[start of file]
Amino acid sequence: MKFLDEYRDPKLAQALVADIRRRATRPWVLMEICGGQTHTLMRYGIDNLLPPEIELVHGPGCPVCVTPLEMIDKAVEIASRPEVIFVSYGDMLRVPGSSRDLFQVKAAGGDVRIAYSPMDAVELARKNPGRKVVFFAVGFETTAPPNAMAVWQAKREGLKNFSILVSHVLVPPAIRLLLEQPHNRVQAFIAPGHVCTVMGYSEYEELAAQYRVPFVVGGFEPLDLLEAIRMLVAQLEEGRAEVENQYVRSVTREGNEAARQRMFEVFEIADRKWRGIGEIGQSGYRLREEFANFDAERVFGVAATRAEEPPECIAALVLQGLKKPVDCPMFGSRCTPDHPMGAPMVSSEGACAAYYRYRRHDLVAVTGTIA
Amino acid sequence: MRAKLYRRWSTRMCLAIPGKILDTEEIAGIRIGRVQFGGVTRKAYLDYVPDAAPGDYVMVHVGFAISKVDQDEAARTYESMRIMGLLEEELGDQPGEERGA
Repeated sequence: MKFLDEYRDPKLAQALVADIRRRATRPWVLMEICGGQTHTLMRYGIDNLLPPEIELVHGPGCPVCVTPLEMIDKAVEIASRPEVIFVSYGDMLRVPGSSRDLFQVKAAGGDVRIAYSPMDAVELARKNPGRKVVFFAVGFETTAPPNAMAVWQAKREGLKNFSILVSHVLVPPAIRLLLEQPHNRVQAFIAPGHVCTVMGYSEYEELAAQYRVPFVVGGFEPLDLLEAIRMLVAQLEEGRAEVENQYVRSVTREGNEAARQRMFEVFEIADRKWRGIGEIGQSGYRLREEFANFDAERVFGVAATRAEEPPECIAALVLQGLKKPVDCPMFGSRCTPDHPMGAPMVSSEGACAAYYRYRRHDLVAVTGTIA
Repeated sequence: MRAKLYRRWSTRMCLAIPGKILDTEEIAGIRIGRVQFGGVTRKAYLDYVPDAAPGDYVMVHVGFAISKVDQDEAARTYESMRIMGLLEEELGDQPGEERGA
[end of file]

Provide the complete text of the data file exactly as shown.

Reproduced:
Amino acid sequence: MKFLDEYRDPKLAQALVADIRRRATRPWVLMEICGGQTHTLMRYGIDNLLPPEIELVHGPGCPVCVTPLEMIDKAVEIASRPEVIFVSYGDMLRVPGSSRDLFQVKAAGGDVRIAYSPMDAVELARKNPGRKVVFFAVGFETTAPPNAMAVWQAKREGLKNFSILVSHVLVPPAIRLLLEQPHNRVQAFIAPGHVCTVMGYSEYEELAAQYRVPFVVGGFEPLDLLEAIRMLVAQLEEGRAEVENQYVRSVTREGNEAARQRMFEVFEIADRKWRGIGEIGQSGYRLREEFANFDAERVFGVAATRAEEPPECIAALVLQGLKKPVDCPMFGSRCTPDHPMGAPMVSSEGACAAYYRYRRHDLVAVTGTIA
Amino acid sequence: MRAKLYRRWSTRMCLAIPGKILDTEEIAGIRIGRVQFGGVTRKAYLDYVPDAAPGDYVMVHVGFAISKVDQDEAARTYESMRIMGLLEEELGDQPGEERGA
Repeated sequence: MKFLDEYRDPKLAQALVADIRRRATRPWVLMEICGGQTHTLMRYGIDNLLPPEIELVHGPGCPVCVTPLEMIDKAVEIASRPEVIFVSYGDMLRVPGSSRDLFQVKAAGGDVRIAYSPMDAVELARKNPGRKVVFFAVGFETTAPPNAMAVWQAKREGLKNFSILVSHVLVPPAIRLLLEQPHNRVQAFIAPGHVCTVMGYSEYEELAAQYRVPFVVGGFEPLDLLEAIRMLVAQLEEGRAEVENQYVRSVTREGNEAARQRMFEVFEIADRKWRGIGEIGQSGYRLREEFANFDAERVFGVAATRAEEPPECIAALVLQGLKKPVDCPMFGSRCTPDHPMGAPMVSSEGACAAYYRYRRHDLVAVTGTIA
Repeated sequence: MRAKLYRRWSTRMCLAIPGKILDTEEIAGIRIGRVQFGGVTRKAYLDYVPDAAPGDYVMVHVGFAISKVDQDEAARTYESMRIMGLLEEELGDQPGEERGA